ESPECIALLY because the special temporary exhibition was of her clothing.  Frida was an amazing, surreal, adventurous artist, but she was also an amazing costumer with an impeccable, artistic sense of personal style.

better frida vogue

French Vogue 1939.  Frida Kahlo: A Woman of Power


Children, apparently would follow her on the streets asking- “Where’s the circus?”

Frida 2

Life Goals.

So as far as I’m concerned, my visit to the house where Frida lived, worked and died was just a part of this cosplay adventure.

No, Frida didn’t cosplay, but she had a lot in common with historic and contemporary cosplayers.

She was true to herself. She didn’t much care about gender norms…….like the time she showed up for the family photo in 1924 in a man’s suit.

Frida family photos 1924

That’s Frida on the far left.

She never called herself a surrealist. She insisted that what she was painting was HER reality.

And her reality was colorful, and juicy, and painful, and bright, and sad.

Dos Fridas

Las Dos Fridas (The Two Fridas) 1939

But she didn’t give up. She celebrated life colorfully, and used her art to express herself.


I like to think she would have approved of cosplay. And all the amazing cosplayers I’m going to (hopefullly) meet tomorrow and Saturday!!!!!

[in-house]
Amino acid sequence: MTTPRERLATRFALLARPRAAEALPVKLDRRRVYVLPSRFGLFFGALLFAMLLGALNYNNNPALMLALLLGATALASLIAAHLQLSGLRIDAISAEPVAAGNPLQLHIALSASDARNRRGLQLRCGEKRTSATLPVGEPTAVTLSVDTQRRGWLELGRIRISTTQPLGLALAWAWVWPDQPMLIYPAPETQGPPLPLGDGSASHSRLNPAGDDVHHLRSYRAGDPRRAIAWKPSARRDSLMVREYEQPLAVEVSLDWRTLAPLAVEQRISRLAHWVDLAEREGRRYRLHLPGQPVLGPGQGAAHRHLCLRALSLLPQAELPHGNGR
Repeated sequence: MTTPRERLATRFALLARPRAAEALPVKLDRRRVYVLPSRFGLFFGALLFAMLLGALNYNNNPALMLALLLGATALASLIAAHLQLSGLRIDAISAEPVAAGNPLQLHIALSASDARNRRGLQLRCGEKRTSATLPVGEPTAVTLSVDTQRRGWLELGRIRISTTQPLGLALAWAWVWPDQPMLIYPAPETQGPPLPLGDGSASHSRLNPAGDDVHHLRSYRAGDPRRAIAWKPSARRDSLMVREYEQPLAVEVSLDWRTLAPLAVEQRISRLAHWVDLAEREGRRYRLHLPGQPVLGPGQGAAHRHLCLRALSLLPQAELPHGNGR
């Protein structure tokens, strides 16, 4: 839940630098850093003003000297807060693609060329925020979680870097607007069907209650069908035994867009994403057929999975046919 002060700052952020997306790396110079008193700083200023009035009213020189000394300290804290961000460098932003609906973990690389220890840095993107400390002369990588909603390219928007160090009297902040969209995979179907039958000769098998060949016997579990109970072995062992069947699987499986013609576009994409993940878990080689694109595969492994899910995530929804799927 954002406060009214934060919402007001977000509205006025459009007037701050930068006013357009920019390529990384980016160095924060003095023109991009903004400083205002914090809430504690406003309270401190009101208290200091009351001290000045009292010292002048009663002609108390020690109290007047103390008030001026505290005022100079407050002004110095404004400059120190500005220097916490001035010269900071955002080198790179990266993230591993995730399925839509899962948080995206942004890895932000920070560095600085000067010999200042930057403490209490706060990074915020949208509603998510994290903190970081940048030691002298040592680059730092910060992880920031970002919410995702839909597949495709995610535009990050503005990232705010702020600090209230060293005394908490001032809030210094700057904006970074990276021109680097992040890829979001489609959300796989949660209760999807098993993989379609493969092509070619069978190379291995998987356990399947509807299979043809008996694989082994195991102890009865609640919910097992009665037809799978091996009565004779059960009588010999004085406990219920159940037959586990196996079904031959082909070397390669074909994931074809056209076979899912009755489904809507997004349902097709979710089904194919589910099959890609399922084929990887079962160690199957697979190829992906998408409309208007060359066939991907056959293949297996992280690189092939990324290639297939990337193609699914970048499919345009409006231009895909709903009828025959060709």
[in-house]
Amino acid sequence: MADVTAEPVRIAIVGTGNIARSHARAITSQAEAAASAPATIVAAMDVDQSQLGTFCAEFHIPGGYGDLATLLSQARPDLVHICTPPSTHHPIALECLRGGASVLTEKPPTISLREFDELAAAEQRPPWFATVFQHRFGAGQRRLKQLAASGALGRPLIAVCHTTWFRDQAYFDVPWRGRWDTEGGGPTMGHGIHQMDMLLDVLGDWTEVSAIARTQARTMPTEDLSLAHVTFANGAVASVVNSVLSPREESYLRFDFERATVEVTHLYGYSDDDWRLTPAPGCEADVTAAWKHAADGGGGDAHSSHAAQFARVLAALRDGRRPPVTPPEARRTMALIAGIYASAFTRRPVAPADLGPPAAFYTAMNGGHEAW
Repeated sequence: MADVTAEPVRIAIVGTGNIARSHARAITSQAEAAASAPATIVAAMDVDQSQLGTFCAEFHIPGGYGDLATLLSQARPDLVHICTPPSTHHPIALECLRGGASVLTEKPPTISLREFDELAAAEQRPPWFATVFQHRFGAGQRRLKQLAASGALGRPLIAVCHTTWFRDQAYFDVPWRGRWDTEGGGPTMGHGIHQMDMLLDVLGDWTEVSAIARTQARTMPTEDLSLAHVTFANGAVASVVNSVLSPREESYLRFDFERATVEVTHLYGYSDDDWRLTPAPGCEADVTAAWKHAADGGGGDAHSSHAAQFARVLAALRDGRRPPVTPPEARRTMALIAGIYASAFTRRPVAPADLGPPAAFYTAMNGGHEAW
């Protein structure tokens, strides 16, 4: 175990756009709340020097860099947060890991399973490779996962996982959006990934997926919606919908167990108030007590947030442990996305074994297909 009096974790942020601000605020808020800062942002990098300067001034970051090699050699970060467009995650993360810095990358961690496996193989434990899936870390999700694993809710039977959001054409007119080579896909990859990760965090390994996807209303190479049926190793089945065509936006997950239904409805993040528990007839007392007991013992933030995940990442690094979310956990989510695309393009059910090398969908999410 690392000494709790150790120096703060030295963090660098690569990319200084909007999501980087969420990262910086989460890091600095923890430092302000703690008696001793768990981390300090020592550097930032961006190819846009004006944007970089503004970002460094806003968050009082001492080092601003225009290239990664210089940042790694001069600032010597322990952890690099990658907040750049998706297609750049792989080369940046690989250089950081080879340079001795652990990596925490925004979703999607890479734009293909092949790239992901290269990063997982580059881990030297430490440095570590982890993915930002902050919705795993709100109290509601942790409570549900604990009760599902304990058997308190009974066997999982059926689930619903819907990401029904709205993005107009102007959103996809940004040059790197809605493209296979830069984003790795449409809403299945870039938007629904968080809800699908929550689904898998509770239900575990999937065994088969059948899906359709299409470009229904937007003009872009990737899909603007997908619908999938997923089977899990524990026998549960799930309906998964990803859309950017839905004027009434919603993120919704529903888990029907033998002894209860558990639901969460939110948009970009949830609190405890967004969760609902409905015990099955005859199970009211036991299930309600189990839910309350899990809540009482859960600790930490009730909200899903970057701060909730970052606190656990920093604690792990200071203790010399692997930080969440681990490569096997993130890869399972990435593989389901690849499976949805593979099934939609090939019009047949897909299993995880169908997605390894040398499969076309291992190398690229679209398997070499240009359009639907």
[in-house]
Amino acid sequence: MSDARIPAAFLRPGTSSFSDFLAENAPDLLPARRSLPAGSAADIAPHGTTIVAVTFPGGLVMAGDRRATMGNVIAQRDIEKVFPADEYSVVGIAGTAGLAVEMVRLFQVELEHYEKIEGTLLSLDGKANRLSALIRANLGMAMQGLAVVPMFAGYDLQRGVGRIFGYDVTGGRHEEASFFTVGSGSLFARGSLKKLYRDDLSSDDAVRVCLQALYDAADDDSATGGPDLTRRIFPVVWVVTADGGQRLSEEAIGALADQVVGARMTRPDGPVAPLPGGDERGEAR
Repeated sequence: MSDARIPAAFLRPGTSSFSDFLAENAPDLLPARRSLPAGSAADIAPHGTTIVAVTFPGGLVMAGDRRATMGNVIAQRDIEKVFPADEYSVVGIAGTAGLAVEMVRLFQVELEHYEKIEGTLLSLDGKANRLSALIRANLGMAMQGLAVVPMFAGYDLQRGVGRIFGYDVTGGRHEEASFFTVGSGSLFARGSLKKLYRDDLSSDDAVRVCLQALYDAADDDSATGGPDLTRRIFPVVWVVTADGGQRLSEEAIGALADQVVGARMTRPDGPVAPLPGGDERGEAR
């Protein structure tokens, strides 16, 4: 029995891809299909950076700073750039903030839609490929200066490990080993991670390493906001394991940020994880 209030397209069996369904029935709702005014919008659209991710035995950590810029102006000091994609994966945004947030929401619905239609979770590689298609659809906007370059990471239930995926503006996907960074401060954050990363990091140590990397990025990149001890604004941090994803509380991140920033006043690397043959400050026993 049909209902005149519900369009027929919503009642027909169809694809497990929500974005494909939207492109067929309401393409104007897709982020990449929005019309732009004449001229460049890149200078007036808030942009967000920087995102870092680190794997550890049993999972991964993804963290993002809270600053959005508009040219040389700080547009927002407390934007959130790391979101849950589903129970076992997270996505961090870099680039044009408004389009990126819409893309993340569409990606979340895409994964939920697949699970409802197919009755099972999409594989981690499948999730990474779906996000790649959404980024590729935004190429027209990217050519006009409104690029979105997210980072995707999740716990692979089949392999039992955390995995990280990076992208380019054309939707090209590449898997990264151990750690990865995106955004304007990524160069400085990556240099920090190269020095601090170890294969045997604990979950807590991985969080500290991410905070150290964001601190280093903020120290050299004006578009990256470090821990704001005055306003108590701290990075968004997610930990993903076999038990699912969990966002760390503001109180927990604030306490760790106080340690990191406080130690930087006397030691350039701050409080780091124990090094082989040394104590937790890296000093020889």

Faces of Cosplay: Daniratoe

“don’t let anyone else tell you that you can’t cosplay a character because of your looks. You go rock whatever dang costume you want.”

raven 2

It was 2015 and I was dropping Kiogenic at the local Christmas parade- where she was set to march with the fabulous Springfield Cosplay Group.

sgf cosplay Xmas

such a great group. Kiogenic in “casual Hiro” wiith Baymax. Daniratoe on the right as Daenerys.

As per usual, she ditched me pretty quickly, and I ended up chatting with the stunning Daenerys cosplayer (who was mildly peeved that she kept getting identified as Elsa). I didn’t blame her. Daenerys is WAY cooler. She has DRAGONS!

This was Daniela, and we became Facebook friends after. That meant that I got to see ALL her amazing make-up tutorials and the odysseys of the Raven and Muffet cosplays.

(She was also super nice to Kiogenic and I when we went to the fabric store where she worked!)

Daniela has amazing style and class everyday, and she’s an exceptional cosplayer. Originally from Ecuador, she’s also our first International cosplayer, so a special welcome to Daniratoe here!

Name: Daniela Perdue (Daniratoe)
Day job?: Currently moving out of state, but I was Fabric Store Sales Associate in Springfield, Mo
Age-ish?:23 years old
Home base? Moving to Ft. Sill, OK (Lawton)

Why do you cosplay?

I’ve always thought of myself as a very creative person and cosplay gives me a way to create and play with my artistic abilities. I love sewing and other different types of crafting, and cosplay involves a lot of craftsmanship and handwork. It is a very fulfilling hobby and it makes it even better when the things I am creating are based in the fictional characters that I resonate the most with in many different levels. It is a lot of fun to go through the process of constructing these costumes and props and its even better when I see the reaction of people when I am finished with my projects. It is worth every moment, from start to finish, and it has helped with my self esteem a lot throughout the years.

How long have you been cosplaying?